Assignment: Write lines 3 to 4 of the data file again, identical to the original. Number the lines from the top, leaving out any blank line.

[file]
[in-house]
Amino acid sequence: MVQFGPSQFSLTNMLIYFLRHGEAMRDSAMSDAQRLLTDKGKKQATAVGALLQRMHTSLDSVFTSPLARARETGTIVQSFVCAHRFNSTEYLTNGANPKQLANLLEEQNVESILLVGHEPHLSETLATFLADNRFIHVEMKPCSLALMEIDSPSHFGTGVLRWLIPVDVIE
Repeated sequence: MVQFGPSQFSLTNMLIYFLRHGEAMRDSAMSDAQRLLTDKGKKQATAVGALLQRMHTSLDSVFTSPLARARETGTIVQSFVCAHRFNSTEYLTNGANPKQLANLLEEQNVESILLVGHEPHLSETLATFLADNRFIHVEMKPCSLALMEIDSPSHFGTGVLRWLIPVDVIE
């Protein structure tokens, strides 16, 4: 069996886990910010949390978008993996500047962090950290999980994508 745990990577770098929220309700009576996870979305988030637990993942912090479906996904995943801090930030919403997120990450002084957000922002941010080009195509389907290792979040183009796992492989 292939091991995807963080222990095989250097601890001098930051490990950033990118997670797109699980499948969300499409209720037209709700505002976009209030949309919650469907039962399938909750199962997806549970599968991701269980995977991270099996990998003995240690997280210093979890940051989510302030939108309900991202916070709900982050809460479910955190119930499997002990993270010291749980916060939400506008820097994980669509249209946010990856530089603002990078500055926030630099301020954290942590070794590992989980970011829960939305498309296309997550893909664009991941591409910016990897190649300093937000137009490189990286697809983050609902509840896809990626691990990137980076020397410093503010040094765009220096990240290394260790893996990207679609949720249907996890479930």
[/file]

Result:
Repeated sequence: MVQFGPSQFSLTNMLIYFLRHGEAMRDSAMSDAQRLLTDKGKKQATAVGALLQRMHTSLDSVFTSPLARARETGTIVQSFVCAHRFNSTEYLTNGANPKQLANLLEEQNVESILLVGHEPHLSETLATFLADNRFIHVEMKPCSLALMEIDSPSHFGTGVLRWLIPVDVIE
């Protein structure tokens, strides 16, 4: 069996886990910010949390978008993996500047962090950290999980994508 745990990577770098929220309700009576996870979305988030637990993942912090479906996904995943801090930030919403997120990450002084957000922002941010080009195509389907290792979040183009796992492989 292939091991995807963080222990095989250097601890001098930051490990950033990118997670797109699980499948969300499409209720037209709700505002976009209030949309919650469907039962399938909750199962997806549970599968991701269980995977991270099996990998003995240690997280210093979890940051989510302030939108309900991202916070709900982050809460479910955190119930499997002990993270010291749980916060939400506008820097994980669509249209946010990856530089603002990078500055926030630099301020954290942590070794590992989980970011829960939305498309296309997550893909664009991941591409910016990897190649300093937000137009490189990286697809983050609902509840896809990626691990990137980076020397410093503010040094765009220096990240290394260790893996990207679609949720249907996890479930």